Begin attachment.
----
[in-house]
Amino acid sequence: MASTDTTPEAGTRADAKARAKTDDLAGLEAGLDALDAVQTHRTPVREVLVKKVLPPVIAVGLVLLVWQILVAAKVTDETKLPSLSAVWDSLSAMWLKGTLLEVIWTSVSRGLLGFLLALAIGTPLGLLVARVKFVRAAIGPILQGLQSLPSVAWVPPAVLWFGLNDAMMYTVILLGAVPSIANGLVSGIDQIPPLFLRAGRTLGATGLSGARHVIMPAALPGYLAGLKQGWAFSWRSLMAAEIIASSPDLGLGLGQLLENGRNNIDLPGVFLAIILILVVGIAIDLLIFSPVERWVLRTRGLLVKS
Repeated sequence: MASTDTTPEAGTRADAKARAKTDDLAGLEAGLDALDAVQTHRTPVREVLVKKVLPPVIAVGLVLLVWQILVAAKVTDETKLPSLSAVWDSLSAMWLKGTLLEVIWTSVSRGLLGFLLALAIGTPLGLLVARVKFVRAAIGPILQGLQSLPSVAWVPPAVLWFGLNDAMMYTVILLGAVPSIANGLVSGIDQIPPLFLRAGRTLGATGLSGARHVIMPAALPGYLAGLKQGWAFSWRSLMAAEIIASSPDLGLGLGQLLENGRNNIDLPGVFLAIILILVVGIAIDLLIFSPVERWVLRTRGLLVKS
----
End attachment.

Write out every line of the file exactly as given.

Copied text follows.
[in-house]
Amino acid sequence: MASTDTTPEAGTRADAKARAKTDDLAGLEAGLDALDAVQTHRTPVREVLVKKVLPPVIAVGLVLLVWQILVAAKVTDETKLPSLSAVWDSLSAMWLKGTLLEVIWTSVSRGLLGFLLALAIGTPLGLLVARVKFVRAAIGPILQGLQSLPSVAWVPPAVLWFGLNDAMMYTVILLGAVPSIANGLVSGIDQIPPLFLRAGRTLGATGLSGARHVIMPAALPGYLAGLKQGWAFSWRSLMAAEIIASSPDLGLGLGQLLENGRNNIDLPGVFLAIILILVVGIAIDLLIFSPVERWVLRTRGLLVKS
Repeated sequence: MASTDTTPEAGTRADAKARAKTDDLAGLEAGLDALDAVQTHRTPVREVLVKKVLPPVIAVGLVLLVWQILVAAKVTDETKLPSLSAVWDSLSAMWLKGTLLEVIWTSVSRGLLGFLLALAIGTPLGLLVARVKFVRAAIGPILQGLQSLPSVAWVPPAVLWFGLNDAMMYTVILLGAVPSIANGLVSGIDQIPPLFLRAGRTLGATGLSGARHVIMPAALPGYLAGLKQGWAFSWRSLMAAEIIASSPDLGLGLGQLLENGRNNIDLPGVFLAIILILVVGIAIDLLIFSPVERWVLRTRGLLVKS